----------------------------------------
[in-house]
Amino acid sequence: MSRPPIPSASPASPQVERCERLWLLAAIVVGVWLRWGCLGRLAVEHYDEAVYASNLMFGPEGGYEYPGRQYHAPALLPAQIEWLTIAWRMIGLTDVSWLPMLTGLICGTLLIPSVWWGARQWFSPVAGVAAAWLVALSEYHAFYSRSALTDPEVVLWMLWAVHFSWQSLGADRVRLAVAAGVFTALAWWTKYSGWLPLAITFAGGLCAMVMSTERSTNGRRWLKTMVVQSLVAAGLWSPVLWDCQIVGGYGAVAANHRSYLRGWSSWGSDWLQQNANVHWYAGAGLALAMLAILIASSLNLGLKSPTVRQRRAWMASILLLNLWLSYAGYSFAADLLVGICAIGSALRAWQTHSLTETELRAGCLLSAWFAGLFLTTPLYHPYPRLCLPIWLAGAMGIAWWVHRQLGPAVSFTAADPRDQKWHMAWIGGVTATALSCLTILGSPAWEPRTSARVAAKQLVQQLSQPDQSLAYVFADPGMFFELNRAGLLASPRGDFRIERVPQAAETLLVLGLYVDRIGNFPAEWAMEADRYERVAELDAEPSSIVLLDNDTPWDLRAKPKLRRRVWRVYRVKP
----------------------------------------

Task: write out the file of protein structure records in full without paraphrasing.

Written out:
[in-house]
Amino acid sequence: MSRPPIPSASPASPQVERCERLWLLAAIVVGVWLRWGCLGRLAVEHYDEAVYASNLMFGPEGGYEYPGRQYHAPALLPAQIEWLTIAWRMIGLTDVSWLPMLTGLICGTLLIPSVWWGARQWFSPVAGVAAAWLVALSEYHAFYSRSALTDPEVVLWMLWAVHFSWQSLGADRVRLAVAAGVFTALAWWTKYSGWLPLAITFAGGLCAMVMSTERSTNGRRWLKTMVVQSLVAAGLWSPVLWDCQIVGGYGAVAANHRSYLRGWSSWGSDWLQQNANVHWYAGAGLALAMLAILIASSLNLGLKSPTVRQRRAWMASILLLNLWLSYAGYSFAADLLVGICAIGSALRAWQTHSLTETELRAGCLLSAWFAGLFLTTPLYHPYPRLCLPIWLAGAMGIAWWVHRQLGPAVSFTAADPRDQKWHMAWIGGVTATALSCLTILGSPAWEPRTSARVAAKQLVQQLSQPDQSLAYVFADPGMFFELNRAGLLASPRGDFRIERVPQAAETLLVLGLYVDRIGNFPAEWAMEADRYERVAELDAEPSSIVLLDNDTPWDLRAKPKLRRRVWRVYRVKP